Individuals simply can’t spook a market into behaving how it wants because it is, well, a market! I’m sure the head of the Federal Reserve Bank could spook the market or the heads of state of US, China or Iran could. But not a VC or Bill Gurley or I would have spooked it two years ago. For every bear, there’s somebody else thinking they have an opportunity. That’s the beauty of markets and of capitalism.
Remember the RIP Good Times by Sequoia? That was written in September 2008. How’d that do at spooking the markets? And to this day I know people who think Sequoia did this knowing that the markets were going to go back up and they simply wanted to “head fake” other VCs and entrepreneurs. Puh-lease. They had no such motive and no such power. Even Sequoia.
Why Valuations in Recent Years Were Irrational
If you want the real story, here it is.
- Social networking finally came of age, connected the planet and leading to enormous wealth creation for Facebook employees and investors
- Smart phones finally took off leading to enormous wealth creation for Apple employees and investors but also helped propel Google, Facebook, Twitter, Instagram, Snapchat, WhatsApp and others.
- The US Fed has in essence held interest rates at zero for years and has undertaken quantitative easing to stimulate the economy. The billions of dollars managed by mutual funds, hedge funds, insurance companies, university endowments, pensions, foundations, sovereign wealth funds and the like need to find returns for their money. “Safe” investments have no yield so they have allocated more money to private markets including the tech markets chasing returns.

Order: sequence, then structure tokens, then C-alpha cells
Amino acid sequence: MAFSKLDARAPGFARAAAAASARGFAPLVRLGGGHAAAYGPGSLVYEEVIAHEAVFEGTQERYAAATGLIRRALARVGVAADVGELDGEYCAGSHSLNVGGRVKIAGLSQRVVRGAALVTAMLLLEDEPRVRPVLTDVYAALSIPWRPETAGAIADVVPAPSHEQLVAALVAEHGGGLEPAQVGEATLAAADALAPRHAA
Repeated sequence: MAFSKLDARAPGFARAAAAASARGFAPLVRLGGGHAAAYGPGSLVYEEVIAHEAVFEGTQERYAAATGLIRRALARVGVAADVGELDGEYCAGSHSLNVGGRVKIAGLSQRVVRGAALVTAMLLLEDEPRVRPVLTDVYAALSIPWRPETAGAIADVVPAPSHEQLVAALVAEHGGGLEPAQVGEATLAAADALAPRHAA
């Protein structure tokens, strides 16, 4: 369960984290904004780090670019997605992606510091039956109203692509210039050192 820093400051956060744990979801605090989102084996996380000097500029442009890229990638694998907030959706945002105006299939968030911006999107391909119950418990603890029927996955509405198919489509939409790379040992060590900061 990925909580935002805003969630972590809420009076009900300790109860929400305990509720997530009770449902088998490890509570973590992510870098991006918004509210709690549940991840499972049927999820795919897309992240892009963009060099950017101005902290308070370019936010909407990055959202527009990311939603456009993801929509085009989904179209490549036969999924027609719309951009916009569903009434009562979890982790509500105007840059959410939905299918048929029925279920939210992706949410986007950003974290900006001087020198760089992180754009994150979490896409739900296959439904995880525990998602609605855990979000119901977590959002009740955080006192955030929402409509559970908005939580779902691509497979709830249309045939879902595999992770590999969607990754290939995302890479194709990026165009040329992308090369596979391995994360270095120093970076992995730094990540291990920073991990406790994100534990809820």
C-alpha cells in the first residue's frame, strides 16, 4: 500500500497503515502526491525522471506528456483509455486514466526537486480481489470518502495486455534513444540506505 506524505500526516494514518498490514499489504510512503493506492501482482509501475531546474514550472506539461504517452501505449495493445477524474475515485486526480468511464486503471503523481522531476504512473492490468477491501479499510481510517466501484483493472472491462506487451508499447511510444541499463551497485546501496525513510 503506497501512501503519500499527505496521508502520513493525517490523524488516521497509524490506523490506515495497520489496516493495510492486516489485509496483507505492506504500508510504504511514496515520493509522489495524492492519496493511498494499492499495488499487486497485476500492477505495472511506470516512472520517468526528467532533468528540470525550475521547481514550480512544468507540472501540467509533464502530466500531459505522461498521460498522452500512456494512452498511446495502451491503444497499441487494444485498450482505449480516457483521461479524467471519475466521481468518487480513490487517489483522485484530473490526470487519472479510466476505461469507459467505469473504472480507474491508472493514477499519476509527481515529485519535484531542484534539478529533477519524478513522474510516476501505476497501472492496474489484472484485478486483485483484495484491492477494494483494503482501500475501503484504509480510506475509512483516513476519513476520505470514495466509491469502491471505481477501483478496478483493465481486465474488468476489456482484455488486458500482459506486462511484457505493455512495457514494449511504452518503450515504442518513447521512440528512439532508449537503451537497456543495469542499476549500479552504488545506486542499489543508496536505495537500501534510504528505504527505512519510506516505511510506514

As you can see below, investments have skyrocketed — up 300% since 2009.
The vast majority of this recent boom in prices is not being driven by VCs but rather by hedge funds, mutual funds, corporate investors and other sources of non-traditional venture funding. In the chart below you can see that a decade ago for every dollar a VC raised from LPs a dollar went into a startup. Now for every dollar a VC raises, $2.50 goes into a startup.
The Laws of Supply & Demand
I know that there are some corners where people believe that understanding how markets work isn’t really a requirement for being a great investor but the truth is — market dynamics play a huge role in determining which companies are valuable and which are not.
Let me start with the simplest explanation for anybody who didn’t take economics in university (for my sins I took it for seven years at UCSD and then University of Chicago). The most basic chart of microeconomics is a supply & demand curve. Demand represents a buyer and supply a seller. In the case of startups, the “buyer” is the VC looking to part cash for “purchasing” equity in your startup.
The principle of microeconomics is that at a market-clearing price for any product the right amount of sellers and buyers will emerge and a price will be set. Some products are “inelastic” — meaning when prices go up demand doesn’t fall much (think cigarettes, alcohol or even illicit drugs). Other products are “elastic” — meaning demand falls off quickly when prices go up.
But for the most part, you have an “equilibrium” of supply & demand and these quantities are supplied and priced.